According to Steffey, many of the students who have participated still remain in contact with many of the Haitians they met via Facebook, and some have even coordinated return trips later in life. One student, Mike Capara, coordinated a student-led trip in 2015.

The students that participated in the trip made a YouTube video that can be viewed at our Media Page. Information about the CCO ministry is available at http://ccojubilee.org.

Student Engineers with a Mission Empower Through Solar Power

Only about one quarter of Haitians have access to power through a weak and unreliable national power grid that was damaged heavily in the earthquake of 2010. Most Haitian businesses rely on generators for their power, which are costly to purchase and operate with the high cost of fuel.

Baylor University Senior Lecturer Brian Thomas is no stranger to this dilemma facing Haiti. As a faculty sponsor for the student organization “Engineers with a Mission” at Baylor, Thomas recently brought a team of engineering students to the Joshua House to install solar panels at the IDADEE Orphanage. Once operational, the panels will provide enough solar power to enable the orphanage, the school and the Joshua House to significantly reduce usage of their current generator and utilize solar power for the majority of day-to-day, average electrical use at the nine-acre compound.

This was the first time that Baylor University students visited the Joshua House, but it was Professor Thomas’ seventh trip to Haiti, as he has taken part in numerous projects with the student engineering organization.

“Every year a team of students from Engineers with a Mission travels somewhere to do a project. The idea is that we partner with an organization that is already doing good things and try to support them in their efforts,” explained Thomas. “We like to serve out of the gifts and talents that we have been given by the Lord; we have some technical ability in the area of solar off-grid electricity systems which is exactly what was needed at IDADEE.”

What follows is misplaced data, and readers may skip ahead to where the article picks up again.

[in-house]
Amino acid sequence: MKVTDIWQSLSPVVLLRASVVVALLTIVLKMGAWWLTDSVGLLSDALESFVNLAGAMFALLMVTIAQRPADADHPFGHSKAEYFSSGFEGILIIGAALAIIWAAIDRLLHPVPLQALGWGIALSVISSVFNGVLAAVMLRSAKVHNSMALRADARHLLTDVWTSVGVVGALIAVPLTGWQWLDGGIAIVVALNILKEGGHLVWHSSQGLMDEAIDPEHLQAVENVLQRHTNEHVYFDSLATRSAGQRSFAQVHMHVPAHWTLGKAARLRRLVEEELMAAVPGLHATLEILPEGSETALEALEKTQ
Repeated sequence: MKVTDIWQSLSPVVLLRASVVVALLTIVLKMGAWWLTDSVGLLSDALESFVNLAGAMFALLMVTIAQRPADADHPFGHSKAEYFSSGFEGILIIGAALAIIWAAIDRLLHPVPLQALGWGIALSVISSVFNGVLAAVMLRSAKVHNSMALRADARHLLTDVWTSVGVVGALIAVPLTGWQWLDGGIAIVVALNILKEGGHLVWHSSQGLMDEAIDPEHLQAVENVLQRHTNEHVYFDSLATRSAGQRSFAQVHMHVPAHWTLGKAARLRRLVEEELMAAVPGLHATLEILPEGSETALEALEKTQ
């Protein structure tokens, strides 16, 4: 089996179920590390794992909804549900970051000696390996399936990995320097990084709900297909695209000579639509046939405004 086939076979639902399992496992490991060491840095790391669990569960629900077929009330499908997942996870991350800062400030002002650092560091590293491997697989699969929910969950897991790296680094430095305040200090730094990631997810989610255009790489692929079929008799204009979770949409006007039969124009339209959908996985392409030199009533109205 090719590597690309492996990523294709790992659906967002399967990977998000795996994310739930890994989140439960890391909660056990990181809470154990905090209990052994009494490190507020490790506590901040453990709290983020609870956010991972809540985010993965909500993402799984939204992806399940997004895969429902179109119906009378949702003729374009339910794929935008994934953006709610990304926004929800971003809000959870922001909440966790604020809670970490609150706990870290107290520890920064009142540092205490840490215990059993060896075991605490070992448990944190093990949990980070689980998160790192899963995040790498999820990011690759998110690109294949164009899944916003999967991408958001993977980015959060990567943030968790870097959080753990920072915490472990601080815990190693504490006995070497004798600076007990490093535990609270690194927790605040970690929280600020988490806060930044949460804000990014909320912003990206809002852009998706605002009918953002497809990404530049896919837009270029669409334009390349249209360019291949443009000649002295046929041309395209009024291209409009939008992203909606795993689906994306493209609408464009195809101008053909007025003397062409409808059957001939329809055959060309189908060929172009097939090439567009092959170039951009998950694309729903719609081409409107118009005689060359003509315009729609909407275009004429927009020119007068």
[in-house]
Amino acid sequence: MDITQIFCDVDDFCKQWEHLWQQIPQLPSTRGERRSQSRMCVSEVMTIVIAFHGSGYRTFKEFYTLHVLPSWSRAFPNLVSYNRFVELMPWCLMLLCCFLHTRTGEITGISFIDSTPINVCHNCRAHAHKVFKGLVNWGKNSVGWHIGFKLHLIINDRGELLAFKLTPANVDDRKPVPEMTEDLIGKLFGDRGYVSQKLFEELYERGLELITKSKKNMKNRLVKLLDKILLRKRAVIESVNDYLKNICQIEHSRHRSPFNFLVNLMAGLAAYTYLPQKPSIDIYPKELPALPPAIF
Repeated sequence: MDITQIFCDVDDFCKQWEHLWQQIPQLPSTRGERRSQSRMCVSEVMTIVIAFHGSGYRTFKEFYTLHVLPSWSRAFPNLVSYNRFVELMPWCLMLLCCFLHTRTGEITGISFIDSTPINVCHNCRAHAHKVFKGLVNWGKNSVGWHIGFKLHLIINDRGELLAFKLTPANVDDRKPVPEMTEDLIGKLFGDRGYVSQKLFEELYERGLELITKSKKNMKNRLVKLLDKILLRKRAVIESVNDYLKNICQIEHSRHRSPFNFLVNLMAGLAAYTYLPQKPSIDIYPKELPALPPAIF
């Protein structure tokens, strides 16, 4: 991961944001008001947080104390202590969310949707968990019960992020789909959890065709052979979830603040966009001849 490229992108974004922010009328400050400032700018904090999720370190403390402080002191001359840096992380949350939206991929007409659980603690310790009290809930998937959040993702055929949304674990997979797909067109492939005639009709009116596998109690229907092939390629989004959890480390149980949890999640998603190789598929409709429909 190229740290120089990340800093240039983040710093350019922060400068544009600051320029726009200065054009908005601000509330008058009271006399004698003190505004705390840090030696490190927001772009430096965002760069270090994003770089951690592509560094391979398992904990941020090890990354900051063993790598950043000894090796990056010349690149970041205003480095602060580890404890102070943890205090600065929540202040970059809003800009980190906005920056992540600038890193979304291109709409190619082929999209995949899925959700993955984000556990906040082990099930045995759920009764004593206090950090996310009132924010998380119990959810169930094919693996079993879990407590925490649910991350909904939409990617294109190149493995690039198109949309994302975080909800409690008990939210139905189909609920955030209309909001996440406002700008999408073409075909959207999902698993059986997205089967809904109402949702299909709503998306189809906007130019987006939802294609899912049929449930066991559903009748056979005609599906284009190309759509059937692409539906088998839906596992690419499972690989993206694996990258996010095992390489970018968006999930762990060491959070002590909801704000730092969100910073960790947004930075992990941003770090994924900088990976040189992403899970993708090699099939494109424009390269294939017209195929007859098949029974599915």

Thomas learned about the needs of IDADEE and the Joshua House through a colleague at Baylor who made contact with the Pittsburgh Kids’ Foundation and the effort grew from there. Thomas traveled to the Joshua House in December, where he met up with Pittsburgh Kids’ Foundation President Brad Henderson, to assess the viability of installing solar panels at IDADEE.

“We determined that we could install a large array of solar panels that would charge a large battery bank. That battery bank will then serve as a source of energy for the compound,” said Thomas. “We also had the added benefit of bringing students along and enabling them to see something they have never seen before, experience a new culture, see how projects are done, and possibly learn a new language. Most of all these students get to do a very real project for a very real client that will directly benefit from their efforts.”

Thomas plans to return to the Joshua House this summer to conduct training for the IDADEE staff, to teach them how to properly maintain the panels and batteries, conservation techniques and possible expansion of the system.

To view a video about the project, visit our media page.